When a loved one passes away, it is a time of sadness for the entire family. A person’s death is always a difficult thing to process, and settling his or her estate can be even more complicated during this difficult time. Even when family members get along and want what is best, there can sometimes be disputes over property, assets and money.
Before you embark on the process of settling an estate, you may find it beneficial to review inheritance rights and what you can expect. Knowing your rights can help you better protect your interests in the event of a dispute with other beneficiaries or interested parties. Even when a will seems straightforward or the likelihood of a problem seems low, it is always prudent to know your rights.
Inheritance, community property and what is yours
Texas is a community property state, which could affect what happens to property left behind in a person’s estate when there are surprises in a will or no will at all. Despite what a person wrote in his or her will, these laws may impact the ultimate arrangement decided by a judge. The principle of community property may affect you in the following ways:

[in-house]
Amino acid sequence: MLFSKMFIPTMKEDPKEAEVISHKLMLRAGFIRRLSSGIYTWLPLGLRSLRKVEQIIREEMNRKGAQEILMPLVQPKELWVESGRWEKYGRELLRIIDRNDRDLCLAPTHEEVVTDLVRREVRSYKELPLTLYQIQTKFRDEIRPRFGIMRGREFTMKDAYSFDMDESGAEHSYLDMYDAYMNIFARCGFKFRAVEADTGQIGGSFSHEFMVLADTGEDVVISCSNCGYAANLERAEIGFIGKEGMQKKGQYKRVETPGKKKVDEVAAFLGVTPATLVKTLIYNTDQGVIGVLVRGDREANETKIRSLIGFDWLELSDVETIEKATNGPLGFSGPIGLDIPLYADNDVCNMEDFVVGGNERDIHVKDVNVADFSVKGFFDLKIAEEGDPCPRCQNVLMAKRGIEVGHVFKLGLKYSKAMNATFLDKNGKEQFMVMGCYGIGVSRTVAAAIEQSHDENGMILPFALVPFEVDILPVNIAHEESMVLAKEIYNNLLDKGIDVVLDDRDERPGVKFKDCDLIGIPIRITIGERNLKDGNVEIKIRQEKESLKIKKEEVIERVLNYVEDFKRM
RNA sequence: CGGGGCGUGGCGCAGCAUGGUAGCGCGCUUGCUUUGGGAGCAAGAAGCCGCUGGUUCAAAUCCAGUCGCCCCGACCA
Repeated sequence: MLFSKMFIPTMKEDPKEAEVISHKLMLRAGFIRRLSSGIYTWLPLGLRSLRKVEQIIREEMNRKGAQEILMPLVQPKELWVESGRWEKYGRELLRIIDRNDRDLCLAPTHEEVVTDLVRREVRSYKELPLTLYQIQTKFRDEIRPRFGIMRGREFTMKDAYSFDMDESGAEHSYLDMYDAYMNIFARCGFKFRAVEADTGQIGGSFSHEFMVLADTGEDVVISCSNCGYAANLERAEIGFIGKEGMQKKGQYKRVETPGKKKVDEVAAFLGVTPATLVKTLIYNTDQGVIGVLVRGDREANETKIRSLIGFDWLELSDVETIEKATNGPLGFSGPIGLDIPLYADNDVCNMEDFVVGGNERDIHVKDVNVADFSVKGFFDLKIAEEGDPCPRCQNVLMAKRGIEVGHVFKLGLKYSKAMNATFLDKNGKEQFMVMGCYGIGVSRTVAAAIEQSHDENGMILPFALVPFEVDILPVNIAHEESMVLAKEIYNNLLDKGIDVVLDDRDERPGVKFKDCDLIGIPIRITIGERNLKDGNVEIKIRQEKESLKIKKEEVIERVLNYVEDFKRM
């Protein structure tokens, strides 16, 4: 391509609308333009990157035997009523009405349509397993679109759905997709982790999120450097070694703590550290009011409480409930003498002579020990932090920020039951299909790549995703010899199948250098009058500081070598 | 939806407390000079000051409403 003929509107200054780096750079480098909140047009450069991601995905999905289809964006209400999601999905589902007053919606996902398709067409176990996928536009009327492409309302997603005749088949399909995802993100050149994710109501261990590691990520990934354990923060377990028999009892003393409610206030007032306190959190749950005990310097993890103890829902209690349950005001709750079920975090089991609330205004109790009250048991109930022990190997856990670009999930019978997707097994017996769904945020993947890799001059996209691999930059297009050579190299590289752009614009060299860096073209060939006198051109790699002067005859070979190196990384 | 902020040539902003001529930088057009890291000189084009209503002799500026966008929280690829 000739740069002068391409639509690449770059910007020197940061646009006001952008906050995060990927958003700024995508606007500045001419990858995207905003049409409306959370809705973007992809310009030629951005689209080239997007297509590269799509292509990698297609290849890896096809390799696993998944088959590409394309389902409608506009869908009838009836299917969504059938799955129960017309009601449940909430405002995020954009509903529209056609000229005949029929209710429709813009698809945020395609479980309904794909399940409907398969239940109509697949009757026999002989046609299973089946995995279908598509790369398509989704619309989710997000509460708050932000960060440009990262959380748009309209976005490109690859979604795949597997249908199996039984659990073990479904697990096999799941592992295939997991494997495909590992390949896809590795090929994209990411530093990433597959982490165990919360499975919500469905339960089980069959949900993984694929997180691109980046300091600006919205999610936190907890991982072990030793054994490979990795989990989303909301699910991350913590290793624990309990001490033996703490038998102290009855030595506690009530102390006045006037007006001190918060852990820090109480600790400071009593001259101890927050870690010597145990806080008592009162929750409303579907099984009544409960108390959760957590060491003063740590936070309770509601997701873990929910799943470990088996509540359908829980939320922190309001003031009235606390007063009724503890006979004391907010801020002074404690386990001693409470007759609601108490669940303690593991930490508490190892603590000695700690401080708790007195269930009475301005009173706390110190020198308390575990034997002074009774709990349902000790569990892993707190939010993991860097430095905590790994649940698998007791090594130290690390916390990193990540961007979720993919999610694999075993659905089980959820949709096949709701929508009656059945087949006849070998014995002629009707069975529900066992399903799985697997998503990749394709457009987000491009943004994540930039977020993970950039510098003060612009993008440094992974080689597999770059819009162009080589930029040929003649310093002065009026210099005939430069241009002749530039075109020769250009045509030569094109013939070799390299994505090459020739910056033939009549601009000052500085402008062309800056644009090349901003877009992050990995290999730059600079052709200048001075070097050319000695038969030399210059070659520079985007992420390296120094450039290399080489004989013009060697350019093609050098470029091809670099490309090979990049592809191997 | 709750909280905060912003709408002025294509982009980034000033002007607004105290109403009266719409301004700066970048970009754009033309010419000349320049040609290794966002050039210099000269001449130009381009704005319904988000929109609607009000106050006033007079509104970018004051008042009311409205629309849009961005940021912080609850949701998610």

- Community property is generally anything collected, earned, obtained or bought by either spouse during a marriage.
- You may retain your interest in your half of the marital property, even if a spouse does not specifically say so in his or her will or does not have a will.
- A spouse does, however, retain the right to do what he or she wants with his or her share of community property.
Other complicated factors, such as a previous divorce or other beneficiaries contesting the will, can make the process of settling a spouse’s estate difficult. No matter how difficult or easy you think it will be to finalize things and move forward, you will find there is significant benefit in working with an experienced attorney along the way.
If you are dealing with estate complications, believe that you could be at some point or simply want to know about your inheritance rights, you may want to seek an assessment of your case and explanation of your legal options. When you know what to expect and have a grasp of your rights, it can make the complicated process of settling an estate simpler and less stressful.